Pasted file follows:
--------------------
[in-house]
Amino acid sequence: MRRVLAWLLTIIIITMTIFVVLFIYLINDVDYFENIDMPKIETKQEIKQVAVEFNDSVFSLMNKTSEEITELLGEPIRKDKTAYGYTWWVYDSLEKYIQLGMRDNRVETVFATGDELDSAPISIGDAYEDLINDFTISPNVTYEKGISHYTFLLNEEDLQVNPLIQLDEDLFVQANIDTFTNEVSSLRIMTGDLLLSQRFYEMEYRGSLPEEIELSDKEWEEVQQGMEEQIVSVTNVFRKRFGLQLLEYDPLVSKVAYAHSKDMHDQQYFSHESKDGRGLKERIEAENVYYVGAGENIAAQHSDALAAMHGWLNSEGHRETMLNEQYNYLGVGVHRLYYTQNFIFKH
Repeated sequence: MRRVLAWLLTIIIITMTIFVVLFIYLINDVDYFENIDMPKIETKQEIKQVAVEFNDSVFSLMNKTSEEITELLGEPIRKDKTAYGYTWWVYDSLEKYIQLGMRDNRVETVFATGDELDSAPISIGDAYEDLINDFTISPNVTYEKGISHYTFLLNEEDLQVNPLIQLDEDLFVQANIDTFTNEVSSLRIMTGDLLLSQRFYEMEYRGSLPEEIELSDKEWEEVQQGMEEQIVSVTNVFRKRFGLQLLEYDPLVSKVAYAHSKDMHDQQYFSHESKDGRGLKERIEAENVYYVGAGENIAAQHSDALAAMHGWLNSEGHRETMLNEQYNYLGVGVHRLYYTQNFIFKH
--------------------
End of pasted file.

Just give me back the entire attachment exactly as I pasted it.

[in-house]
Amino acid sequence: MRRVLAWLLTIIIITMTIFVVLFIYLINDVDYFENIDMPKIETKQEIKQVAVEFNDSVFSLMNKTSEEITELLGEPIRKDKTAYGYTWWVYDSLEKYIQLGMRDNRVETVFATGDELDSAPISIGDAYEDLINDFTISPNVTYEKGISHYTFLLNEEDLQVNPLIQLDEDLFVQANIDTFTNEVSSLRIMTGDLLLSQRFYEMEYRGSLPEEIELSDKEWEEVQQGMEEQIVSVTNVFRKRFGLQLLEYDPLVSKVAYAHSKDMHDQQYFSHESKDGRGLKERIEAENVYYVGAGENIAAQHSDALAAMHGWLNSEGHRETMLNEQYNYLGVGVHRLYYTQNFIFKH
Repeated sequence: MRRVLAWLLTIIIITMTIFVVLFIYLINDVDYFENIDMPKIETKQEIKQVAVEFNDSVFSLMNKTSEEITELLGEPIRKDKTAYGYTWWVYDSLEKYIQLGMRDNRVETVFATGDELDSAPISIGDAYEDLINDFTISPNVTYEKGISHYTFLLNEEDLQVNPLIQLDEDLFVQANIDTFTNEVSSLRIMTGDLLLSQRFYEMEYRGSLPEEIELSDKEWEEVQQGMEEQIVSVTNVFRKRFGLQLLEYDPLVSKVAYAHSKDMHDQQYFSHESKDGRGLKERIEAENVYYVGAGENIAAQHSDALAAMHGWLNSEGHRETMLNEQYNYLGVGVHRLYYTQNFIFKH